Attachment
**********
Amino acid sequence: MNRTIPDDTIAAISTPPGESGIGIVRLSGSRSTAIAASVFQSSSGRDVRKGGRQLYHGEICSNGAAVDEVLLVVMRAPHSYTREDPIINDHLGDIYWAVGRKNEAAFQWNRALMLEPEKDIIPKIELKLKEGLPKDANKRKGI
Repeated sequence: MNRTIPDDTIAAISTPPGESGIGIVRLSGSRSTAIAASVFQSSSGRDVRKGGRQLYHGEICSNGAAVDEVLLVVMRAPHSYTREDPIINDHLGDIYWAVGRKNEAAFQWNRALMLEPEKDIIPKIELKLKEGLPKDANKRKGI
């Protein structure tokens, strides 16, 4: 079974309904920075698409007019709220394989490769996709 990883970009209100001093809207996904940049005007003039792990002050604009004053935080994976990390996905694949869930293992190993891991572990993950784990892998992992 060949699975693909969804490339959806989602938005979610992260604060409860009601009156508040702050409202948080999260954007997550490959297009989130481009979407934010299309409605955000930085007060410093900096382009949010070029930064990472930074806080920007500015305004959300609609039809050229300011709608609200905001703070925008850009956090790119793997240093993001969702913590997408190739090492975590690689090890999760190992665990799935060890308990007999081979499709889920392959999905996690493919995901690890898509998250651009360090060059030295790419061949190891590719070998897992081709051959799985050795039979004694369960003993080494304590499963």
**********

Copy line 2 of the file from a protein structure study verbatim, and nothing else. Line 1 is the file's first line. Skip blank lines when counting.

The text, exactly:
Repeated sequence: MNRTIPDDTIAAISTPPGESGIGIVRLSGSRSTAIAASVFQSSSGRDVRKGGRQLYHGEICSNGAAVDEVLLVVMRAPHSYTREDPIINDHLGDIYWAVGRKNEAAFQWNRALMLEPEKDIIPKIELKLKEGLPKDANKRKGI